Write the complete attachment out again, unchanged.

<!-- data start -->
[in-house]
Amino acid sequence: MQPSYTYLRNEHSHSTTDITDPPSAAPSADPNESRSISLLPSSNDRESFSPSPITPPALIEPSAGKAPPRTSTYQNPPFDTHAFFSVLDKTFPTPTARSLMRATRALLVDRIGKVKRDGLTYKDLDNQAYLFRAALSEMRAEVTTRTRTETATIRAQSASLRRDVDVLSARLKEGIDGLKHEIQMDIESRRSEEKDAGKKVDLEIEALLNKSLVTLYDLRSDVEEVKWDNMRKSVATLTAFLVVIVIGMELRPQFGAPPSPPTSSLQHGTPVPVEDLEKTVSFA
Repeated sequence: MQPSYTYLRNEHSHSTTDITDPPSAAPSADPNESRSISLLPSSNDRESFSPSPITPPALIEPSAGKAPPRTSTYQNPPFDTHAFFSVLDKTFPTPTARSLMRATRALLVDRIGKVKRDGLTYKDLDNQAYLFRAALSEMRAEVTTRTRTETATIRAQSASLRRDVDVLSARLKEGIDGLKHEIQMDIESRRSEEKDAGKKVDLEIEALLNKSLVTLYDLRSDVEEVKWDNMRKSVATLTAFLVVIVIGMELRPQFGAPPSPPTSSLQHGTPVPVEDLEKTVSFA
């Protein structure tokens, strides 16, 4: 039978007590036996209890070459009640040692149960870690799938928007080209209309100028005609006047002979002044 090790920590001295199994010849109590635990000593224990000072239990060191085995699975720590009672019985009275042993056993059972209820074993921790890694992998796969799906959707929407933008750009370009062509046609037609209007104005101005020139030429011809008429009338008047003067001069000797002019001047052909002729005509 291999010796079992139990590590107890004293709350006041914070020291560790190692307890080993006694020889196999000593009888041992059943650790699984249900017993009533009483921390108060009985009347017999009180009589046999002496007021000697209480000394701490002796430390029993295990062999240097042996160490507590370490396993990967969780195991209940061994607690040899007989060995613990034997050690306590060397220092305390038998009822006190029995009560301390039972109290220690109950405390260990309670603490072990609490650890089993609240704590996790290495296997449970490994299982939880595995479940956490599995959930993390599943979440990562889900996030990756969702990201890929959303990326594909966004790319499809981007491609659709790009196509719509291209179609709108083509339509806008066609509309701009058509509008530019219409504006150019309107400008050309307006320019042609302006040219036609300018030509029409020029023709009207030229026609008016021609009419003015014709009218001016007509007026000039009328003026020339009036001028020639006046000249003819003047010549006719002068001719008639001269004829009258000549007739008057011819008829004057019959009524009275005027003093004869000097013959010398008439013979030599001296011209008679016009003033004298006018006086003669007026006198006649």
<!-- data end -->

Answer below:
[in-house]
Amino acid sequence: MQPSYTYLRNEHSHSTTDITDPPSAAPSADPNESRSISLLPSSNDRESFSPSPITPPALIEPSAGKAPPRTSTYQNPPFDTHAFFSVLDKTFPTPTARSLMRATRALLVDRIGKVKRDGLTYKDLDNQAYLFRAALSEMRAEVTTRTRTETATIRAQSASLRRDVDVLSARLKEGIDGLKHEIQMDIESRRSEEKDAGKKVDLEIEALLNKSLVTLYDLRSDVEEVKWDNMRKSVATLTAFLVVIVIGMELRPQFGAPPSPPTSSLQHGTPVPVEDLEKTVSFA
Repeated sequence: MQPSYTYLRNEHSHSTTDITDPPSAAPSADPNESRSISLLPSSNDRESFSPSPITPPALIEPSAGKAPPRTSTYQNPPFDTHAFFSVLDKTFPTPTARSLMRATRALLVDRIGKVKRDGLTYKDLDNQAYLFRAALSEMRAEVTTRTRTETATIRAQSASLRRDVDVLSARLKEGIDGLKHEIQMDIESRRSEEKDAGKKVDLEIEALLNKSLVTLYDLRSDVEEVKWDNMRKSVATLTAFLVVIVIGMELRPQFGAPPSPPTSSLQHGTPVPVEDLEKTVSFA
């Protein structure tokens, strides 16, 4: 039978007590036996209890070459009640040692149960870690799938928007080209209309100028005609006047002979002044 090790920590001295199994010849109590635990000593224990000072239990060191085995699975720590009672019985009275042993056993059972209820074993921790890694992998796969799906959707929407933008750009370009062509046609037609209007104005101005020139030429011809008429009338008047003067001069000797002019001047052909002729005509 291999010796079992139990590590107890004293709350006041914070020291560790190692307890080993006694020889196999000593009888041992059943650790699984249900017993009533009483921390108060009985009347017999009180009589046999002496007021000697209480000394701490002796430390029993295990062999240097042996160490507590370490396993990967969780195991209940061994607690040899007989060995613990034997050690306590060397220092305390038998009822006190029995009560301390039972109290220690109950405390260990309670603490072990609490650890089993609240704590996790290495296997449970490994299982939880595995479940956490599995959930993390599943979440990562889900996030990756969702990201890929959303990326594909966004790319499809981007491609659709790009196509719509291209179609709108083509339509806008066609509309701009058509509008530019219409504006150019309107400008050309307006320019042609302006040219036609300018030509029409020029023709009207030229026609008016021609009419003015014709009218001016007509007026000039009328003026020339009036001028020639006046000249003819003047010549006719002068001719008639001269004829009258000549007739008057011819008829004057019959009524009275005027003093004869000097013959010398008439013979030599001296011209008679016009003033004298006018006086003669007026006198006649």